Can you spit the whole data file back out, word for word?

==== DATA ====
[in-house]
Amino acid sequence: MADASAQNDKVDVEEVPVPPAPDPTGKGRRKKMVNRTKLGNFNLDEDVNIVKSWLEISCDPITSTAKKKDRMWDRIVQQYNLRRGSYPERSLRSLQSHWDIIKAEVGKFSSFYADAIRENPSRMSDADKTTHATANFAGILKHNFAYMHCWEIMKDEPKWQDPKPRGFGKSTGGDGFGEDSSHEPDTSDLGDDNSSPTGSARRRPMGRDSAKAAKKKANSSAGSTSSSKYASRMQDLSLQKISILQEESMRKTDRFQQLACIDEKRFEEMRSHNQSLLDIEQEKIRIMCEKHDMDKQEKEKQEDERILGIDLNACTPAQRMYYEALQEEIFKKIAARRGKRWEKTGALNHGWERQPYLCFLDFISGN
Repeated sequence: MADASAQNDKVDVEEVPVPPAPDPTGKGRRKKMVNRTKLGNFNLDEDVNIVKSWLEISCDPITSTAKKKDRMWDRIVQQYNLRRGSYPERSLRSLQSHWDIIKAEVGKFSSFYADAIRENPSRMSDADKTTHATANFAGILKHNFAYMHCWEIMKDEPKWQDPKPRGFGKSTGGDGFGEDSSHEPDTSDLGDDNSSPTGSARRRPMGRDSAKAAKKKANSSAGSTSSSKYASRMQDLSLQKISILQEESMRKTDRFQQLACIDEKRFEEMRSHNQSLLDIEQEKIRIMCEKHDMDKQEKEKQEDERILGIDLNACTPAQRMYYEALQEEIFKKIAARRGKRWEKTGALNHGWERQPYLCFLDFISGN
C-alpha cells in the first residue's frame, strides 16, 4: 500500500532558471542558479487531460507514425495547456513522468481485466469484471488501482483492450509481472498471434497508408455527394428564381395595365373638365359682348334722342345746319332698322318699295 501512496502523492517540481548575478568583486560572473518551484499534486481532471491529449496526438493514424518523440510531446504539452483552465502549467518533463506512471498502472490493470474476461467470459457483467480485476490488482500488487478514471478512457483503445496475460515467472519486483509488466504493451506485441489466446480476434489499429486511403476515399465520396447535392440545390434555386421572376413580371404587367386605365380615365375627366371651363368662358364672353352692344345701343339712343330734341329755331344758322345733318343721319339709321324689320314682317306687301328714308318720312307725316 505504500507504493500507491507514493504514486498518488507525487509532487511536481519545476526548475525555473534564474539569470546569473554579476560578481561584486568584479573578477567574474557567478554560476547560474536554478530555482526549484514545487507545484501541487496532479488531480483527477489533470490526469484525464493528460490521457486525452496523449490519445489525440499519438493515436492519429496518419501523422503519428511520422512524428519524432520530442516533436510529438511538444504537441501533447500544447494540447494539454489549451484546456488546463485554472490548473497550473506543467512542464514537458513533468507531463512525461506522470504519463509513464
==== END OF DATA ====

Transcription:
[in-house]
Amino acid sequence: MADASAQNDKVDVEEVPVPPAPDPTGKGRRKKMVNRTKLGNFNLDEDVNIVKSWLEISCDPITSTAKKKDRMWDRIVQQYNLRRGSYPERSLRSLQSHWDIIKAEVGKFSSFYADAIRENPSRMSDADKTTHATANFAGILKHNFAYMHCWEIMKDEPKWQDPKPRGFGKSTGGDGFGEDSSHEPDTSDLGDDNSSPTGSARRRPMGRDSAKAAKKKANSSAGSTSSSKYASRMQDLSLQKISILQEESMRKTDRFQQLACIDEKRFEEMRSHNQSLLDIEQEKIRIMCEKHDMDKQEKEKQEDERILGIDLNACTPAQRMYYEALQEEIFKKIAARRGKRWEKTGALNHGWERQPYLCFLDFISGN
Repeated sequence: MADASAQNDKVDVEEVPVPPAPDPTGKGRRKKMVNRTKLGNFNLDEDVNIVKSWLEISCDPITSTAKKKDRMWDRIVQQYNLRRGSYPERSLRSLQSHWDIIKAEVGKFSSFYADAIRENPSRMSDADKTTHATANFAGILKHNFAYMHCWEIMKDEPKWQDPKPRGFGKSTGGDGFGEDSSHEPDTSDLGDDNSSPTGSARRRPMGRDSAKAAKKKANSSAGSTSSSKYASRMQDLSLQKISILQEESMRKTDRFQQLACIDEKRFEEMRSHNQSLLDIEQEKIRIMCEKHDMDKQEKEKQEDERILGIDLNACTPAQRMYYEALQEEIFKKIAARRGKRWEKTGALNHGWERQPYLCFLDFISGN
C-alpha cells in the first residue's frame, strides 16, 4: 500500500532558471542558479487531460507514425495547456513522468481485466469484471488501482483492450509481472498471434497508408455527394428564381395595365373638365359682348334722342345746319332698322318699295 501512496502523492517540481548575478568583486560572473518551484499534486481532471491529449496526438493514424518523440510531446504539452483552465502549467518533463506512471498502472490493470474476461467470459457483467480485476490488482500488487478514471478512457483503445496475460515467472519486483509488466504493451506485441489466446480476434489499429486511403476515399465520396447535392440545390434555386421572376413580371404587367386605365380615365375627366371651363368662358364672353352692344345701343339712343330734341329755331344758322345733318343721319339709321324689320314682317306687301328714308318720312307725316 505504500507504493500507491507514493504514486498518488507525487509532487511536481519545476526548475525555473534564474539569470546569473554579476560578481561584486568584479573578477567574474557567478554560476547560474536554478530555482526549484514545487507545484501541487496532479488531480483527477489533470490526469484525464493528460490521457486525452496523449490519445489525440499519438493515436492519429496518419501523422503519428511520422512524428519524432520530442516533436510529438511538444504537441501533447500544447494540447494539454489549451484546456488546463485554472490548473497550473506543467512542464514537458513533468507531463512525461506522470504519463509513464